I’m the Reincarnation of Bo Bo Gyi
According to Fatty

This is the backstory. It is a backstory that I have written many times. I’ve been in Myanmar three times in the past eight years. On my first journey, I met Ti Ti, who was nine years old at the time. Ti Ti was a precocious kid, who thought that she could beat me playing Scrabble. She was correct. I also met her two younger sisters, Snow and Fatty, who were two and four, but they couldn’t have remembered meeting me at that age.

Prior to my second trek to Myanmar, Ti Ti told her sisters who I was and named me PaPa Al. Obviously, they wanted to know who this American was and how I fit into their world. When I returned, Snow accepted that name. However, Fatty was around six on my second visit and refused Ti Ti name for me. Fatty saw me as Bo Bo Gyi. .

Bo Bo Gyi, ဘိုးဘိုးကြီး, means honored or hallowed grandfather. Bo Bo Gyi is a Theravada Buddhist nat. A nat is a guardian spirit, which protects Buddhist shrines like pagodas and temples. Nats appear to be human but are actually spirits. Bo Bo Gyi appears as an elderly man, carrying a cane due to his age. He also is an alchemist and can turn ordinary metal into gold. His followers bring food to him and put scarves around him as acts of devotion.

Bo Bo Gyi

Even more interesting is that Bo Bo Gyi is also depicted as a rider on a white horse who rides around protecting locals from problems, accidents, and wrongdoers. Essentially, he is an overly protective grandfather.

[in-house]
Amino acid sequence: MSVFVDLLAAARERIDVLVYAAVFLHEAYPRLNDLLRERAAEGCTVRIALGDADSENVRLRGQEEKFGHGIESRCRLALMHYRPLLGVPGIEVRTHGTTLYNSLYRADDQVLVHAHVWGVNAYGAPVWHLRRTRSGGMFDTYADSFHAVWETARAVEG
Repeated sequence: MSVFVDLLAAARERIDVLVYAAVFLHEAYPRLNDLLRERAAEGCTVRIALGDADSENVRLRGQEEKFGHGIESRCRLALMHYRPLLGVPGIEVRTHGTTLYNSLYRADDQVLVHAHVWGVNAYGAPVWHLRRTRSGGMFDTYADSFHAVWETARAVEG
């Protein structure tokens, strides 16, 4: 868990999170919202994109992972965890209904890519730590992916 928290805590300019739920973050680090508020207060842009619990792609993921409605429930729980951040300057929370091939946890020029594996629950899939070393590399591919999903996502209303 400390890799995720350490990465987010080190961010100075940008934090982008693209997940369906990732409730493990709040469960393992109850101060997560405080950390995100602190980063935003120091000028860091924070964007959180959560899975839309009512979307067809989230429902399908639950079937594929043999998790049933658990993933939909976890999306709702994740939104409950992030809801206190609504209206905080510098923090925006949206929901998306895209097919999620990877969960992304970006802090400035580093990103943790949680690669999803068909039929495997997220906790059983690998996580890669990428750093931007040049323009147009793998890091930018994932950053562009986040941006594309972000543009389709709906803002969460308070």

What fascinates me is that Fatty viewed me as Bo Bo Gyi regardless of what Ti Ti named me. She is aware that yesterday I had a minor operation to address the plantar fasciitis situation on my left foot. Like my namesake, I’ll have to walk around with a walking stick for a while. This is a note that I received a couple of days ago from Fatty.

As far as Fatty and I are concerned, I’m the reincarnation of Bo Bo Gyi.

Now, whether or not the Buddhist monks in Myanmar agree with us, it doesn’t really matter. My modus operandi in life is that of Bo Bo Gyi. It isn’t important whether you are a Buddhist or not, but what is essential is replicating Bo Bo Gyi’s drive of a caring grandfather.

As I reflect upon my nearly eight decades journeying down my yellow brick road of life, I have been guided by a couple dozens of my mentors. Bo Bo Gyi is one of them. Each of us needs to identify those people who we looked to for guidance. If Bo Bo Gyi isn’t one of your mentors, I’d suggest that you might consider him. I have benefited from all my mentors in my endeavor to become all that I can be.

I also received another email from Fatty with this attachment. It was another letter to Bo Bo Gyi. Fatty wanted to know whether she was my favorite granddaughter. I replied that she was the crème da la crème of my three granddaughters in Myanmar.